January's Featured Artist 2017Our Featured Artist for the month is Sonja Giles, who has appeared as a recitalist, chamber musician and educator at a variety of venues across the United States, Austria, Belgium and Russia. She has been a soloist with the Kaliningrad Symphony Orchestra (Russia), Iowa State University Wind Ensemble, Ottumwa Symphony Orchestra, Iowa State University Orchestra and numerous bands throughout Iowa. Sonja is a member of the Cedar Rapids Opera Company and performs regularly with the Des Moines Symphony and Orchestra Iowa. She is a founding member of the ensemble Atlas Trio with oboist, Elizabeth Young and pianist, Ruth Lin.
In addition to her performing career, Dr. Giles is equally zealous about her role as an educator, currently the Assistant Professor of Flute at Iowa State University. In 2008, Sonja was honored as the recipient of the 2008 University Award for Early Excellence in Teaching, as well as the Cassling Early Excellence in Teaching Award. Giles credits her teaching to her wonderful teachers Sheryl Cohen, Tadeu Coelho, Immanuel Davis, Julia Bogorad-Kogan and Keith Underwood.
We had the opportunity to ask Sonja a few questions. Check out her thoughts on essential qualities for musical excellence, her unique teaching style, as well as advice for upcoming flutists.
1. What does a typical practice session look like for you?
It really depends on what is on my calendar at the time. I have a busy and varied performance schedule; off-Broadway shows, symphony sets, working through repertoire with my students, and contemporary chamber music and solo performances. Because of this, I have learned to practice efficiently. I infuse my daily routine of Moyse’s De la Sonorite and Tone Development and Taffanel/Gaubert’s 17 Big Daily’s with singing-and-playing, ‘winding’, buzzing, Keith Underwood’s chopstick and finger breaths. I like to mix things up and keep my tone, expression and technique practice varied and flexible.
2. What is the most important thing to emphasize not only in your teaching but in your own playing?
“To be a musician and not merely a technician”-- My main objective is to figure out what the music is trying to say and say it! Because of this, I focus on finding ways to have technique serve the musical intention. I also truly love finding new ways or methods of practicing and learning new music, so I guess you could say that an obsession of mine is finding ways to make technique effortless, so expression can be the main focus.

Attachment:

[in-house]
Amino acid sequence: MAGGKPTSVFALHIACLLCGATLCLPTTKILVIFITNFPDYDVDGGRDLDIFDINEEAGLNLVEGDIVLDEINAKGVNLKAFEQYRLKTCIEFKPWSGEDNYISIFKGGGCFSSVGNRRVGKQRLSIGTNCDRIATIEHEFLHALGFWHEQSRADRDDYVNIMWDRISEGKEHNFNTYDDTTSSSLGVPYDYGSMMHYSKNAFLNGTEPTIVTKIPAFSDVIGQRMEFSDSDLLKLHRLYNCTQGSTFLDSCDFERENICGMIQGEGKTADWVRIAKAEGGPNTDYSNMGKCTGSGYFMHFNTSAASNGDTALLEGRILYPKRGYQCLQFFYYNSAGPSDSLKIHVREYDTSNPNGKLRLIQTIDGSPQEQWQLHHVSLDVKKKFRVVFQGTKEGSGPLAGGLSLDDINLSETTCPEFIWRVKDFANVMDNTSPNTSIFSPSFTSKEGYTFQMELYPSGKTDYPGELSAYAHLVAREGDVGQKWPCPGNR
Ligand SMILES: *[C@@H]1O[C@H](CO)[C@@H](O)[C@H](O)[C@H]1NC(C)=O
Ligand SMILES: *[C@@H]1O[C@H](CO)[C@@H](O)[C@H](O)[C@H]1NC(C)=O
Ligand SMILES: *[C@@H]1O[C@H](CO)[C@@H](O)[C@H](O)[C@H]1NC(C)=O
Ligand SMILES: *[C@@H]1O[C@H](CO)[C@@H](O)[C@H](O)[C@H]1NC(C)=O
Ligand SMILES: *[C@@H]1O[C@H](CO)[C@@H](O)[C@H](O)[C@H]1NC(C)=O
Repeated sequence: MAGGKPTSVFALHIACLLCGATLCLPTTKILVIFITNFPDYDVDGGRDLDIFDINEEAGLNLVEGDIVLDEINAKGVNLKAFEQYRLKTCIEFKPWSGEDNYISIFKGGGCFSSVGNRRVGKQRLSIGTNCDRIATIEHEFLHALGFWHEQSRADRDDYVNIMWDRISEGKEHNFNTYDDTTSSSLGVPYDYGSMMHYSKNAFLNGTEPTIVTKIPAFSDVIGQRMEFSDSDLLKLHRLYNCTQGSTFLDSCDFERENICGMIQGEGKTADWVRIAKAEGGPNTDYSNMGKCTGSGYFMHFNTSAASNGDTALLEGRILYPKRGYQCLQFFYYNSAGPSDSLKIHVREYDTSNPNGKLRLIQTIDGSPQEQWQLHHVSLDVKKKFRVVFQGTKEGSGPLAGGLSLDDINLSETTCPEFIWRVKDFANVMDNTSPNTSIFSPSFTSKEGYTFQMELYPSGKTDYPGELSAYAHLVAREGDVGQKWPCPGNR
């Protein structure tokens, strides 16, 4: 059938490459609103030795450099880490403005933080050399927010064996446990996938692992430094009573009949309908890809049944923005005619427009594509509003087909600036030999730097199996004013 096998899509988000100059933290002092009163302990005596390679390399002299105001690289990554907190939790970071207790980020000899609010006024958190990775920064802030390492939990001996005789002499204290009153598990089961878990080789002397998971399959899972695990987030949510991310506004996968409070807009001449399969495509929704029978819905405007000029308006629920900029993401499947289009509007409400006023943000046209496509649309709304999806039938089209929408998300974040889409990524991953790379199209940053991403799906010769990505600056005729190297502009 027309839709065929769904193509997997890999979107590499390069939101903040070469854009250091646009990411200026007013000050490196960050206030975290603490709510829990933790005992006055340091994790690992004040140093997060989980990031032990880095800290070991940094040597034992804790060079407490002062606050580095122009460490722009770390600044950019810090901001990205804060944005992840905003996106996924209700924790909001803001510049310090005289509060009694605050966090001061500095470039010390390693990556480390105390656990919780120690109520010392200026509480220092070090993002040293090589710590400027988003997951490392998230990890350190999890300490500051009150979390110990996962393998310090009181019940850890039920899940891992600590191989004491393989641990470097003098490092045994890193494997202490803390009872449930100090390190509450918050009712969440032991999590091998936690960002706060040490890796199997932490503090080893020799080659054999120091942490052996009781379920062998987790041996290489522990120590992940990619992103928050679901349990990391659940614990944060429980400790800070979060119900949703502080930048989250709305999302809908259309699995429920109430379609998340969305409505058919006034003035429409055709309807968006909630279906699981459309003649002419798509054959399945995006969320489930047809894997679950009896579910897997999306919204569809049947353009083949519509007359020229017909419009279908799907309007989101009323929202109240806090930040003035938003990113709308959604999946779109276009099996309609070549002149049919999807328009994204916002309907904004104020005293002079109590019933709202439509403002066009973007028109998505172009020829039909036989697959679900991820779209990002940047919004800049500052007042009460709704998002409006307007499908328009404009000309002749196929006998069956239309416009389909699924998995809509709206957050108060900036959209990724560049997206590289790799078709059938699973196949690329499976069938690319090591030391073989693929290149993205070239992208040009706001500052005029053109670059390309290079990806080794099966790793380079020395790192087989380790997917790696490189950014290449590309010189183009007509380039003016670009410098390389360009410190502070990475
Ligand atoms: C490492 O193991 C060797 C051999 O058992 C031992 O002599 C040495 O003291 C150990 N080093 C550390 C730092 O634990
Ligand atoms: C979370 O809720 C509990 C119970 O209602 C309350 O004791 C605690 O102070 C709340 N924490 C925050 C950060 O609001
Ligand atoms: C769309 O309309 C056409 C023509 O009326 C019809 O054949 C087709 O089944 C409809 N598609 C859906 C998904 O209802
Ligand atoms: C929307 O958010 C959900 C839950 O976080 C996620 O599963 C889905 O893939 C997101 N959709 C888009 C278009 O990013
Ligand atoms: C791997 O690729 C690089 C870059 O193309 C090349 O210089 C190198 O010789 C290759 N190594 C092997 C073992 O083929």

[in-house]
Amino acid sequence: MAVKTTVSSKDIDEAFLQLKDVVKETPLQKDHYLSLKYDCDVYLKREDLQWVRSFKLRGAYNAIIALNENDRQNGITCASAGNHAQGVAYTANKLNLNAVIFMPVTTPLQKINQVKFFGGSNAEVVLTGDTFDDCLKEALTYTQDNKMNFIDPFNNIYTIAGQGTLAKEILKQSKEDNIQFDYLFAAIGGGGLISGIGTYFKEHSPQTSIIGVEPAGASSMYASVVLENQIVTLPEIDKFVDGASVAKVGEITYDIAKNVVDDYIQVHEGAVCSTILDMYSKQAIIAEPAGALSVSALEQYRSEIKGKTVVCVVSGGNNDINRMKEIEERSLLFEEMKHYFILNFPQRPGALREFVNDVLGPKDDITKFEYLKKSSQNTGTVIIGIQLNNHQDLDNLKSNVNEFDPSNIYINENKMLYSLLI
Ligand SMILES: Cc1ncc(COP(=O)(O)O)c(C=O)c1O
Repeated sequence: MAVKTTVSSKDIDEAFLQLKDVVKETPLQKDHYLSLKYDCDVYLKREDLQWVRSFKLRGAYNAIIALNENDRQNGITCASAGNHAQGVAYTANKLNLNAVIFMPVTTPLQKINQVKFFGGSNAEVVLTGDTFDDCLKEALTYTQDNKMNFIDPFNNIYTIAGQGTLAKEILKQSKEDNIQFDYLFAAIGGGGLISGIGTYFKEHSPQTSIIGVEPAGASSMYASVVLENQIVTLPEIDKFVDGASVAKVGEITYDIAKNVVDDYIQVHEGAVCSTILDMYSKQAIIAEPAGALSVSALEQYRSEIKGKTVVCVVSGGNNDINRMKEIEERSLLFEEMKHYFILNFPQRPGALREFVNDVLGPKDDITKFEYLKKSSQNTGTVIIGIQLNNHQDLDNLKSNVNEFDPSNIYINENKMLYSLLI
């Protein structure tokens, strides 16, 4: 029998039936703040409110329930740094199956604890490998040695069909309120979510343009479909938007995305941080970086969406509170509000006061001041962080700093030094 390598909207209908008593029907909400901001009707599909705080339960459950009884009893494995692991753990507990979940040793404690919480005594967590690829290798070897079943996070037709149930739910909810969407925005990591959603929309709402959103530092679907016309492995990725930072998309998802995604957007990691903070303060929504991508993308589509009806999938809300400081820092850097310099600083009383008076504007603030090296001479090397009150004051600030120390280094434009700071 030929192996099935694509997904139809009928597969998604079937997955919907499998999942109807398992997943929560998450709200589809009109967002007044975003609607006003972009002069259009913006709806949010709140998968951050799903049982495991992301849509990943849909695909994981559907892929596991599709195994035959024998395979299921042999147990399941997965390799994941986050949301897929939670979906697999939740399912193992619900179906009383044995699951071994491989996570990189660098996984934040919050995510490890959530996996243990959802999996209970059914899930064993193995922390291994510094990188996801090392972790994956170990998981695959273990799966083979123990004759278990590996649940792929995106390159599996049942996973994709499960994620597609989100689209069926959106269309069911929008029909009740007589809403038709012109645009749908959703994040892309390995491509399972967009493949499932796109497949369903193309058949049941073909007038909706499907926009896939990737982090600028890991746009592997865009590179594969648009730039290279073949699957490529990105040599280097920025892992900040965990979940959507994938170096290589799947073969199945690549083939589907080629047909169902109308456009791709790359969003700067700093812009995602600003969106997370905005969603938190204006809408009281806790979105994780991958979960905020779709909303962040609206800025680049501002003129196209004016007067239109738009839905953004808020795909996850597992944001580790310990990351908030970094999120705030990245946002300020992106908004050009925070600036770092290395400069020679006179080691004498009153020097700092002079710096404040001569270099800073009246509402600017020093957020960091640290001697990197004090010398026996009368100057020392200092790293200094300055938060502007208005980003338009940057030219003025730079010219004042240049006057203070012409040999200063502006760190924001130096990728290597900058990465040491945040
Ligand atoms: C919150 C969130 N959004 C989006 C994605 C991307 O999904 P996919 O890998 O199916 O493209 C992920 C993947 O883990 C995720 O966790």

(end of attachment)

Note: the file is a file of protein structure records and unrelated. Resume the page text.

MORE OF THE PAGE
3. Who is your biggest influence as an artist?
My teachers ~Sheryl Cohen, Tadeu Coelho, Keith Underwood, Julia Bogorad-Kogan and Immanuel Davis~ are at the top of the list because I “hear” their advice and artistry everyday in my teaching. However, I am often listening to other musicians (not just flutists) for pleasure and inspiration… which changes on a daily basis.
4. What's the most important thing to teach an upcoming flutist/student?
The ability to teach themselves… I am a firm believer in the idea that you:
Give a man a fish and you feed him for a day;
teach a man to fish and you feed him for a lifetime.
When I was younger in my teaching, I believed this concept applied only to flute playing. Now, I believe this concept also applies to the student’s ability to self-motivate, persevere, handle success and rejection, --- to succeed in life!
5. How would you advise flutists to begin practicing for an orchestral audition and/or competition? What advice can you give to those preparing as far as nerves/performance anxiety are concerned?
It’s important to prepare musically, but also physically, mentally and emotionally.
Maintaining a healthy personal balance musically, physically, mentally, and emotionally helps keep the pains of performance anxiety at bay AND gives the greatest possibility of PEAK PERFORMANCE. I will share some of my thoughts on preparation for these different areas—however, don’t forget to enjoy the music!
Begin preparing as early as possible. Record yourself so you get an honest assessment of where you are throughout the process.
Work out your body, mind and spirit. Get to the gym, run or walk outside, buy a yoga DVD and get to breathing and stretching. This is a huge part of your musical self and directly impacts your breathing, your body, your body usage, your fluting, and your mind! Great exercises for flutists include (but are not limited to): core strength, cardio, balance/centering, and stretching.
Work on your mind and your thinking.